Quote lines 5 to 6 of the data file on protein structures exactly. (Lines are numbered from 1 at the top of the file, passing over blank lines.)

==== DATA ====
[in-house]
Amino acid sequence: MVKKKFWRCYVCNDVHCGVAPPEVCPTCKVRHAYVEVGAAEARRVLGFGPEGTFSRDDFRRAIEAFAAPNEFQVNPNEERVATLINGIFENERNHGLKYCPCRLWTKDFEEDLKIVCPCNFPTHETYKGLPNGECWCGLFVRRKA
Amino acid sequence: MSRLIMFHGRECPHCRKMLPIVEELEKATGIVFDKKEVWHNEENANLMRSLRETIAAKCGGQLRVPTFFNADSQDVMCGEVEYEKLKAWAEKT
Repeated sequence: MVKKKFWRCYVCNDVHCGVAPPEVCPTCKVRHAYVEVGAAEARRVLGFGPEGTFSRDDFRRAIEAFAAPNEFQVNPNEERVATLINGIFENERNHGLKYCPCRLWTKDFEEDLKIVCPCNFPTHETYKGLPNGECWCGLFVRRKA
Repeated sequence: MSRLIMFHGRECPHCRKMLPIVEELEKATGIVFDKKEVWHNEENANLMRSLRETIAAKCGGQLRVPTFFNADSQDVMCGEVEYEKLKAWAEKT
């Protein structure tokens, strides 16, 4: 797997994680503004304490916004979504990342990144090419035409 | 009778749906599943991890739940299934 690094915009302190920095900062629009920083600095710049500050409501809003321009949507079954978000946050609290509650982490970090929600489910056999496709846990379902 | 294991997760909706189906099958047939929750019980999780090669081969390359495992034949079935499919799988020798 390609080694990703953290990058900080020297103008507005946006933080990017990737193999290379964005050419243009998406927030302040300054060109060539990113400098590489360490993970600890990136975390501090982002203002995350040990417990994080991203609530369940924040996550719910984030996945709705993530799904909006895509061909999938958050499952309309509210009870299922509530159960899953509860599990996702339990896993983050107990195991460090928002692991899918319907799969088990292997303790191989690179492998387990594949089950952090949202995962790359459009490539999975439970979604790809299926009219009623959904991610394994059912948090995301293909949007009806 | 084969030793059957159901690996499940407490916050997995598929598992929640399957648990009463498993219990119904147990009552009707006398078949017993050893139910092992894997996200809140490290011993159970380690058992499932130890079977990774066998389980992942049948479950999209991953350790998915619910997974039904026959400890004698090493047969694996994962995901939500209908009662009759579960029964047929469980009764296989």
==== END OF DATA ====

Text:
Repeated sequence: MSRLIMFHGRECPHCRKMLPIVEELEKATGIVFDKKEVWHNEENANLMRSLRETIAAKCGGQLRVPTFFNADSQDVMCGEVEYEKLKAWAEKT
């Protein structure tokens, strides 16, 4: 797997994680503004304490916004979504990342990144090419035409 | 009778749906599943991890739940299934 690094915009302190920095900062629009920083600095710049500050409501809003321009949507079954978000946050609290509650982490970090929600489910056999496709846990379902 | 294991997760909706189906099958047939929750019980999780090669081969390359495992034949079935499919799988020798 390609080694990703953290990058900080020297103008507005946006933080990017990737193999290379964005050419243009998406927030302040300054060109060539990113400098590489360490993970600890990136975390501090982002203002995350040990417990994080991203609530369940924040996550719910984030996945709705993530799904909006895509061909999938958050499952309309509210009870299922509530159960899953509860599990996702339990896993983050107990195991460090928002692991899918319907799969088990292997303790191989690179492998387990594949089950952090949202995962790359459009490539999975439970979604790809299926009219009623959904991610394994059912948090995301293909949007009806 | 084969030793059957159901690996499940407490916050997995598929598992929640399957648990009463498993219990119904147990009552009707006398078949017993050893139910092992894997996200809140490290011993159970380690058992499932130890079977990774066998389980992942049948479950999209991953350790998915619910997974039904026959400890004698090493047969694996994962995901939500209908009662009759579960029964047929469980009764296989």